SINCE YOU ASKED: Construction boom doesn't beget tax boom

In recent years Medford has seen a minor boom in the construction of millions of dollars of housing and commercial buildings. This has resulted in hundreds of thousand of dollars in additional property tax revenue to the county. Like many of my friends, I am asking why can't some of these additional dollars be used to keep the libraries open? Can anyone from the Jackson County commissioners' office answer this question?

— Murrey D., Medford

When it comes to the vagaries of Oregon's tax system, we think you've come to the right place, Murrey. It might appear the county is awash in money since there has been so much construction in the past 10 years. However, not all the tax money collected goes into county coffers. In fact, the county received $26.9 million last year, or 14 percent of the overall $195 million in property taxes collected. The remainder of this tax money goes to special taxing districts (cities, fire districts, urban renewal, etc.), bond payments and things like the state fire patrol.

By comparison in 1997-98, the county's portion of property taxes was $16 million, so annual revenue growth has been about 5 percent.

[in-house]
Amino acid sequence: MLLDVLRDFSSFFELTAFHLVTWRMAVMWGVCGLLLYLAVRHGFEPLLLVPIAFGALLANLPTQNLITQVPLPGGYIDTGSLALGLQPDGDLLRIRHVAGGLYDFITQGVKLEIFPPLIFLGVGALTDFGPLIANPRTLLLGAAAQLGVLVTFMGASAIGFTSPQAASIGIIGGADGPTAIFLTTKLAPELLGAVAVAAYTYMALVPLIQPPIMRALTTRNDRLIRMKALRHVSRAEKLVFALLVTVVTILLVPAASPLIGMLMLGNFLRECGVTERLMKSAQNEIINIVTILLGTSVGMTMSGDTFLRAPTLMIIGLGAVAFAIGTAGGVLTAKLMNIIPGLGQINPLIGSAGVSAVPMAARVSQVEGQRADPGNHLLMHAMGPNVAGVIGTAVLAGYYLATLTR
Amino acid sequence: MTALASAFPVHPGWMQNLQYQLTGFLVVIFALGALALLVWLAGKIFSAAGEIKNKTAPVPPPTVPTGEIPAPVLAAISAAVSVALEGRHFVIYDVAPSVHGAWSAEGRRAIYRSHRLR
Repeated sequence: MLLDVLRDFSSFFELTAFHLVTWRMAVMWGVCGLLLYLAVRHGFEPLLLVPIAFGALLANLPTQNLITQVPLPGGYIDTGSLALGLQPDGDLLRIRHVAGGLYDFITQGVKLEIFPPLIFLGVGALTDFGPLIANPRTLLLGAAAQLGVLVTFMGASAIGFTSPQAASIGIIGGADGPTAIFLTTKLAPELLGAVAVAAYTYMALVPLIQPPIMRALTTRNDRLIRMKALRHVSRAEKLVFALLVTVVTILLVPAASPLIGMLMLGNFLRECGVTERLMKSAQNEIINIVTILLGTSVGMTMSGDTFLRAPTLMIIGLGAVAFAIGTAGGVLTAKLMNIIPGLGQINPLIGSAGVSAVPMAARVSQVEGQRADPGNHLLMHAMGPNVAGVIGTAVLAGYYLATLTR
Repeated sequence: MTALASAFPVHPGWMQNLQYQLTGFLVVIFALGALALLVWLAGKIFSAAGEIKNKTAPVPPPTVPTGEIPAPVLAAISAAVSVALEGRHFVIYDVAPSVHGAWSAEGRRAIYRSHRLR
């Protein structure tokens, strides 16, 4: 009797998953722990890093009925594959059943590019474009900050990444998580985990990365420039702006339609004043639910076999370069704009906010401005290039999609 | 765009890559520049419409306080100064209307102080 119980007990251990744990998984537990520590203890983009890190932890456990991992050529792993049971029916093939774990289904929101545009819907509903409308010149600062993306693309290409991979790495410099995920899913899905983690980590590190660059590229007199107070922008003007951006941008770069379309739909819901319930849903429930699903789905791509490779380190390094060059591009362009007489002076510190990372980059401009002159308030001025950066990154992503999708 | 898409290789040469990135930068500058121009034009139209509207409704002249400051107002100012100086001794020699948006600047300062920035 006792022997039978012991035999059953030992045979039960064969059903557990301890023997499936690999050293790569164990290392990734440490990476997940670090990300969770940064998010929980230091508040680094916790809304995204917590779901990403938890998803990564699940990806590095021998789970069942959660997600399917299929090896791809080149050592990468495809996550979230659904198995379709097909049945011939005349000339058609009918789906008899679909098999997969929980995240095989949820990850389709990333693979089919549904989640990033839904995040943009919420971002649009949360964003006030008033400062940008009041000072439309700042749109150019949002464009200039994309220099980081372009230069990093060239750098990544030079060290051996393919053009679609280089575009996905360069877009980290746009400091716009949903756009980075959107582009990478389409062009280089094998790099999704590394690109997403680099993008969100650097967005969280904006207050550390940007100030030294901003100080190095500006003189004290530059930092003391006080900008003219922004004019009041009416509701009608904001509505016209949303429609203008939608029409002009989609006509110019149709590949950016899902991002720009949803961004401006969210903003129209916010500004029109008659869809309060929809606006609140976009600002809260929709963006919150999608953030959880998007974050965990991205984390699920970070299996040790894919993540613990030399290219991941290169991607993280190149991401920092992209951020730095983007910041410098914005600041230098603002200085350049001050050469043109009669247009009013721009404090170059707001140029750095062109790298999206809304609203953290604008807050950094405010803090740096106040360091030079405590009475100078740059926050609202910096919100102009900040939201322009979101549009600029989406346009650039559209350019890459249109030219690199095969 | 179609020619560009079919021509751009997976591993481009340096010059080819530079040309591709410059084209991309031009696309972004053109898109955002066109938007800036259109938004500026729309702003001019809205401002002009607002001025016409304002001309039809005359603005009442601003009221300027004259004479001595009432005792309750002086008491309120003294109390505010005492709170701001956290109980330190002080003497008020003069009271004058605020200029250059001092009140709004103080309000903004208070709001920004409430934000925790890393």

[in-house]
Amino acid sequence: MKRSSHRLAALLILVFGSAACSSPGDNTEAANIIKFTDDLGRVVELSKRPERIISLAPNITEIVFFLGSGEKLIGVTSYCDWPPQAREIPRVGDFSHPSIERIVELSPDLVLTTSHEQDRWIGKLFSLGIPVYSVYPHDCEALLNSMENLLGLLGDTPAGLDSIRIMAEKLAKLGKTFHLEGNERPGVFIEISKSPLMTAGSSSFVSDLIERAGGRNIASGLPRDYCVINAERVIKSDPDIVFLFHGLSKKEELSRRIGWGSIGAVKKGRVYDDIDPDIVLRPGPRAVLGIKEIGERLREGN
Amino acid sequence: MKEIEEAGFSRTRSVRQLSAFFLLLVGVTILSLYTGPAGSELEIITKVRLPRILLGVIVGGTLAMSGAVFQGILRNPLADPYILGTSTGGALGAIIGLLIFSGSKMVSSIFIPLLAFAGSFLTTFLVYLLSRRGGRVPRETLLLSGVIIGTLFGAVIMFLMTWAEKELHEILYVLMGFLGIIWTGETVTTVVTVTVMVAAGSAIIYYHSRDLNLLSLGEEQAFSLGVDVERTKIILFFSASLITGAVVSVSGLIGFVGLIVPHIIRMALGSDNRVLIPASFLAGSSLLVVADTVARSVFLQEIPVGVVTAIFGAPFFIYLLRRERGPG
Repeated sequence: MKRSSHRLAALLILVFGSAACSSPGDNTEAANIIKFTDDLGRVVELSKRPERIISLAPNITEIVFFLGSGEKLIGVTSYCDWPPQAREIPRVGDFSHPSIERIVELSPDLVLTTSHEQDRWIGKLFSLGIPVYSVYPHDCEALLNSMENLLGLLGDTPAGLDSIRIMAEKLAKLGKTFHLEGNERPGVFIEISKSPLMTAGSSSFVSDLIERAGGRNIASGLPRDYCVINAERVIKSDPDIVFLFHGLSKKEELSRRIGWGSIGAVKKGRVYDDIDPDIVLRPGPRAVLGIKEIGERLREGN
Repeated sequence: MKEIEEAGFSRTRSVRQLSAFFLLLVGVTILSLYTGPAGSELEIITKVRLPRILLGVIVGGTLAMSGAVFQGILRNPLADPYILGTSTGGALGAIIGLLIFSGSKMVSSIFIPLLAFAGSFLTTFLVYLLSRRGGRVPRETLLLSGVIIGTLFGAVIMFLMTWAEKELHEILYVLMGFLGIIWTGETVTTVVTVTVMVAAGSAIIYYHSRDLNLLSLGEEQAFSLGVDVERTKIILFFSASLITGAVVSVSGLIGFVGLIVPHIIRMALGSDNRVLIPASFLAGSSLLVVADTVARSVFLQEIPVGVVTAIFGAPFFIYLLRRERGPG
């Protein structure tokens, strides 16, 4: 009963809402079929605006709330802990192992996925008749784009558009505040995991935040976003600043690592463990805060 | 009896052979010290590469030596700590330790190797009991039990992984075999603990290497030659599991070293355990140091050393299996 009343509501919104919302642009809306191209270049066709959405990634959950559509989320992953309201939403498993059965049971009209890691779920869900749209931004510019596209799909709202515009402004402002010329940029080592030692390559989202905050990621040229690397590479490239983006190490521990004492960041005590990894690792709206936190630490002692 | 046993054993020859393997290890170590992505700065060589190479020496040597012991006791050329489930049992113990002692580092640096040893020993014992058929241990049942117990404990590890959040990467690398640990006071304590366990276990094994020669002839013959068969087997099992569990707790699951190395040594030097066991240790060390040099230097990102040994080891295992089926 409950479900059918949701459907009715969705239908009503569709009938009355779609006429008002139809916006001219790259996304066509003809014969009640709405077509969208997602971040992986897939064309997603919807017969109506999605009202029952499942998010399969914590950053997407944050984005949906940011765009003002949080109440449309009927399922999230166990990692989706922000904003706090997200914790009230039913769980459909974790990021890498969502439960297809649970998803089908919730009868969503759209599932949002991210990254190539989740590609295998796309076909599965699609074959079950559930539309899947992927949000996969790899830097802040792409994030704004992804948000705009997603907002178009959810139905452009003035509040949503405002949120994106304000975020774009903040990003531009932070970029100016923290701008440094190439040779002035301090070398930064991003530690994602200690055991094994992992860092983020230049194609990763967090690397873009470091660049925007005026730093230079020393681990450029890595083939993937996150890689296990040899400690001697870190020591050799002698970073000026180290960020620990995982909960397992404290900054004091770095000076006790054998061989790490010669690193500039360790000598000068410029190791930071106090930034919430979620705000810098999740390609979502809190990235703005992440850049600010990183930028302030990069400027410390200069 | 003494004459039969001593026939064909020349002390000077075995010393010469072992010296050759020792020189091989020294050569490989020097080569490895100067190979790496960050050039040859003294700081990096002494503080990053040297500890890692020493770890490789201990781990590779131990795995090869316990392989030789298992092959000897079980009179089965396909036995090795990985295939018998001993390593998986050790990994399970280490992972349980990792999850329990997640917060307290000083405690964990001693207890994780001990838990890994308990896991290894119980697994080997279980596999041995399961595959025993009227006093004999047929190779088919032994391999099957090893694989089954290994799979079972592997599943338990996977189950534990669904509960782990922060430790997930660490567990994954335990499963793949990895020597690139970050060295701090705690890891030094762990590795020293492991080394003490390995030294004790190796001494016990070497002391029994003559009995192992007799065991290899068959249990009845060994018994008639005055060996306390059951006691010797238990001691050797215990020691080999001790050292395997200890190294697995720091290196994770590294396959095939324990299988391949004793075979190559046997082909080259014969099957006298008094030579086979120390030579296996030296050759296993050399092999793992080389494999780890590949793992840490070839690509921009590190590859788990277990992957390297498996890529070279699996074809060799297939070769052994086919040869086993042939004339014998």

According to County Assessor Dan Ross, the county is limited in how much property tax it can claim against a new house. Because of Measure 50, the assessed value of a new house is typically only 50 percent of the real market value. Also because of Measure 50, passed by voters in 1997, property taxes can only increase by a maximum 3 percent a year.

While $26.9 million sounds like a lot of money, particularly to the underpaid staff at Since You Asked headquarters who work largely for donuts every other Wednesday, remember the county lost an annual $23 million from a federal safety net program, which led to the closure of libraries. Do the math and the relatively slow increase in tax revenue ($11 million over the last 10 years) — minus inflation — can't much make up for the loss of $23 million every year. Essentially you're talking pennies gained versus dollars lost.

Maybe growth over another 10 to 20 years could add $23 million in tax revenue for the county, but again you have to consider inflation, which eats up most of that. And as we grow, we have to spend more money to provide the same services (sheriff needs more deputies, jail population grows, more roads need more work, etc.)

Another way to look at it: Contrary to our neighboring counties, our growth in Jackson County has perhaps made the cuts less draconian.

Send questions to "Since You Asked," Mail Tribune Newsroom, P.O. Box 1108, Medford, OR 97501; by fax to 541-776-4376; or by e-mail to

Share This Story